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OpEdNews Op Eds    H3'ed 6/22/13

On The Espionage Act Charges Against Edward Snowden

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Source: The Guardian

Who is actually bringing "injury to America" -- those who are secretly building a massive surveillance system or those who inform citizens that it's being done?


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A new NSA data centere sits beyond a residential area in Bluffdale, Utah. It will be the largest of several interconnected data centres spread throughout the US. Photograph: George Frey/Getty Images

The US government has charged Edward Snowden with three felonies, including two under the Espionage Act, the 1917 statute enacted to criminalize dissent against World War I. My priority at the moment is working on our next set of stories, so I just want to briefly note a few points about this.

Prior to Barack Obama's inauguration, there were a grand total of three prosecutions of leakers under the Espionage Act (including the prosecution of Dan Ellsberg by the Nixon DOJ). That's because the statute is so broad that even the US government has largely refrained from using it. But during the Obama presidency, there are now seven such prosecutions: more than double the number under all prior US presidents combined. How can anyone justify that?

For a politician who tried to convince Americans to elect him based on repeated pledges of unprecedented transparency and specific vows to protect "noble" and "patriotic" whistleblowers, is this unparalleled assault on those who enable investigative journalism remotely defensible? Recall that the New Yorker's Jane Mayer said recently that this oppressive climate created by the Obama presidency has brought investigative journalism to a "standstill," while James Goodale, the General Counsel for the New York Times during its battles with the Nixon administration, wrote last month in that paper that "President Obama will surely pass President Richard Nixon as the worst president ever on issues of national security and press freedom." Read what Mayer and Goodale wrote and ask yourself: is the Obama administration's threat to the news-gathering process not a serious crisis at this point?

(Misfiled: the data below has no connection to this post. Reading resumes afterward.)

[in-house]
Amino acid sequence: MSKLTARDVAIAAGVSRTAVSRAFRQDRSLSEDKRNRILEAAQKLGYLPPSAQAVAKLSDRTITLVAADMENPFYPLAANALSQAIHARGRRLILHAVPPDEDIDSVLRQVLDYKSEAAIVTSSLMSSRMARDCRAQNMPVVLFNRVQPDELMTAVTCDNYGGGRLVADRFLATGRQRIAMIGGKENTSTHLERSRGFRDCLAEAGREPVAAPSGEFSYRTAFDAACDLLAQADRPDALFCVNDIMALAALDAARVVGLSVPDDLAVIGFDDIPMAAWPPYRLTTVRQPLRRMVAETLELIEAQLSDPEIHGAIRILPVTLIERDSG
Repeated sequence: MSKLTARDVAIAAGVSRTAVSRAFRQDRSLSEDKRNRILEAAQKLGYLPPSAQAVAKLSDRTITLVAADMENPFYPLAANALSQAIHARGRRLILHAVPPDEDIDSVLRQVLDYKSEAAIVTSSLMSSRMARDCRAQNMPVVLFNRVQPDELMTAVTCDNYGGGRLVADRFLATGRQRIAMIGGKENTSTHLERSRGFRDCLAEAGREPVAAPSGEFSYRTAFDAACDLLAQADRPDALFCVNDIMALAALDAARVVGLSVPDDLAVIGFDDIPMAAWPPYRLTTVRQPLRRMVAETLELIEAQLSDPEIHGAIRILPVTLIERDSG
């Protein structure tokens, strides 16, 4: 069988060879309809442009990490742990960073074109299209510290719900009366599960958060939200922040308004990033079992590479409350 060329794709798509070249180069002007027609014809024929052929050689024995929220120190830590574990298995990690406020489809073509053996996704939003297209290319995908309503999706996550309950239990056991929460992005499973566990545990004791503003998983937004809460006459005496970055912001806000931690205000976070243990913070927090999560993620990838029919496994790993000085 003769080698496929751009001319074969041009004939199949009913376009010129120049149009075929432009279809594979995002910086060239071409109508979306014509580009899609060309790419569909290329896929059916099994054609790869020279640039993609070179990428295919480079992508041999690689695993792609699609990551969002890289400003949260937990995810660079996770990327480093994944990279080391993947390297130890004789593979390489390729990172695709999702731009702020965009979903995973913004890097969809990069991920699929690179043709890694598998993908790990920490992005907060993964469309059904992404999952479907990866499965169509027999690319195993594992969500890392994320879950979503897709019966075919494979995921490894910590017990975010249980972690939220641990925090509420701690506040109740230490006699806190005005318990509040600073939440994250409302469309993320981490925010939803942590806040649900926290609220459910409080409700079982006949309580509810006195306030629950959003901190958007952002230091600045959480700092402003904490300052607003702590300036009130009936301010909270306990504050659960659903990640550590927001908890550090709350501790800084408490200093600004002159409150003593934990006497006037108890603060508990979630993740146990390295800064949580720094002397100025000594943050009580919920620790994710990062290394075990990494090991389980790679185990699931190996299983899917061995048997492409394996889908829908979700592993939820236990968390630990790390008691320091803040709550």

Few people -- likely including Snowden himself -- would contest that his actions constitute some sort of breach of the law. He made his choice based on basic theories of civil disobedience: that those who control the law have become corrupt, that the law in this case (by concealing the actions of government officials in building this massive spying apparatus in secret) is a tool of injustice, and that he felt compelled to act in violation of it in order to expose these official bad acts and enable debate and reform.

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[Subscribe to Glenn Greenwald] Glenn Greenwald is a journalist,former constitutional lawyer, and author of four New York Times bestselling books on politics and law. His most recent book, "No Place to Hide," is about the U.S. surveillance state and his experiences reporting on the Snowden documents around the world. His forthcoming book, to be published in April, 2021, is about Brazilian history and current politics, with a focus on his experience in reporting a series of expose's in 2019 and 2020 which exposed high-level corruption by powerful officials in the government of President Jair Bolsonaro, which subsequently attempted to prosecute him for that reporting.

Foreign Policy magazine named Greenwald one of the top 100 Global Thinkers for 2013. He was the debut winner, along with "Democracy Now's" Amy Goodman, of the Park Center I.F. Stone Award for Independent Journalism in 2008, and also received the 2010 Online Journalism Award for his investigative work breaking the story of the abusive (more...)
 

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